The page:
Mighty Millets

Read the full article by Kavitha Devgan in The Pioneer

Rich in fibre, protein, B vitamins and other nutrients, Millets are making a big comeback in urban diets as an extremely versatile and sustainable food choice, writes Kavita Devgan, as she makes a case for these forgotten superfoods.

Rich in fibre, protein, B vitamins and other nutrients, these ancient grains are extremely versatile and can be swapped for pasta or rice in dishes, added to salads and power bowls, and cooked like oatmeal for a warm breakfast bowl topped with fruit and nuts. Plus, for the environmentally conscious people, the feel good factor is that millets require little water, grow well in arid and semi-arid regions of the world and thus, consuming them amounts to you leaving a lower carbon print in the world. This could be your contribution to ensuring that we leave behind some food for the future generations as well.

Our grandmothers preferred jowar rotis over regular wheat rotis. There was a reason for that. While the calcium content found in jowar is very close to the content in wheat and rice, it packs in a neat punch of iron, protein, and fiber. Jowar is also rich in policosanols, which help in reducing bad cholesterol in the body.

Bajra is an excellent detoxing agent and contains catechins like quercetin that help the kidney and liver function properly by excreting the toxins from the body. Bajra works on three fronts: It is rich in magnesium (that helps keep the heart healthy); has lots of potassium (which makes it a good vasodilator and helps reduce the overall blood pressure); and fibre rich (helps reduce the LDL or bad cholesterol). Magnesium present in bajra also helps control the glucose receptors in the body and keeps diabetes away.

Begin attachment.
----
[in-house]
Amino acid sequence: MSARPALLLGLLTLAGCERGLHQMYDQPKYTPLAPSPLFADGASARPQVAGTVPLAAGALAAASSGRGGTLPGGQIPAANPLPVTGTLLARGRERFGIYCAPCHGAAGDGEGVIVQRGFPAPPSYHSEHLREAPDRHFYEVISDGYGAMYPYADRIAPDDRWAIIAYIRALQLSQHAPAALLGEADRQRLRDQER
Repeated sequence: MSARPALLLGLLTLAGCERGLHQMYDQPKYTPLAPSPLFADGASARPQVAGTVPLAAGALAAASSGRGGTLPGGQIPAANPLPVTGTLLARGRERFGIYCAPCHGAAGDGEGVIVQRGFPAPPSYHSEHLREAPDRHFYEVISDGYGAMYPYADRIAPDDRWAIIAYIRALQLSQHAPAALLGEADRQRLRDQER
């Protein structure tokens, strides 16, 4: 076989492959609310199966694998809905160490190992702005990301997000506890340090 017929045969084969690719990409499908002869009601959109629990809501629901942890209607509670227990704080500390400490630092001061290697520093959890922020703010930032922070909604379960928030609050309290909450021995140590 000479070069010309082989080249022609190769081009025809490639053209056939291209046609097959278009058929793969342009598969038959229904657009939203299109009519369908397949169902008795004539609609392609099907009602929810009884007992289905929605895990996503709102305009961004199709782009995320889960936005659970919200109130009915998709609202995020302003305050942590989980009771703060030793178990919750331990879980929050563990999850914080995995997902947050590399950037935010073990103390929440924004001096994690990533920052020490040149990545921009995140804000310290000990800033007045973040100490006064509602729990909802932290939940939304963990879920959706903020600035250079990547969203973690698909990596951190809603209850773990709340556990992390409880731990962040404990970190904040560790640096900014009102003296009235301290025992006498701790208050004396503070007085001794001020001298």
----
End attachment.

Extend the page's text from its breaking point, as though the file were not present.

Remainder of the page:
Finger Millet is a rich source of calcium and iron and its main protein fraction eleusinin, has a high biological value, meaning it is easily absorbed and used in the body. It is an ideal food for diabetics, and overweight people as its digestion is slow and glucose is released from the intestines very slowly into the blood.

Barnyard millets (jhangora) is a rich source of calcium and phosphorous, which helps in bone building, and has more fibre than most other grains and delivers both soluble and insoluble fibre that helps in preventing constipation, excess gas, bloating and cramping. It also has the highest amount of iron compared to other grains.

Skills

Posted on

October 21, 2019

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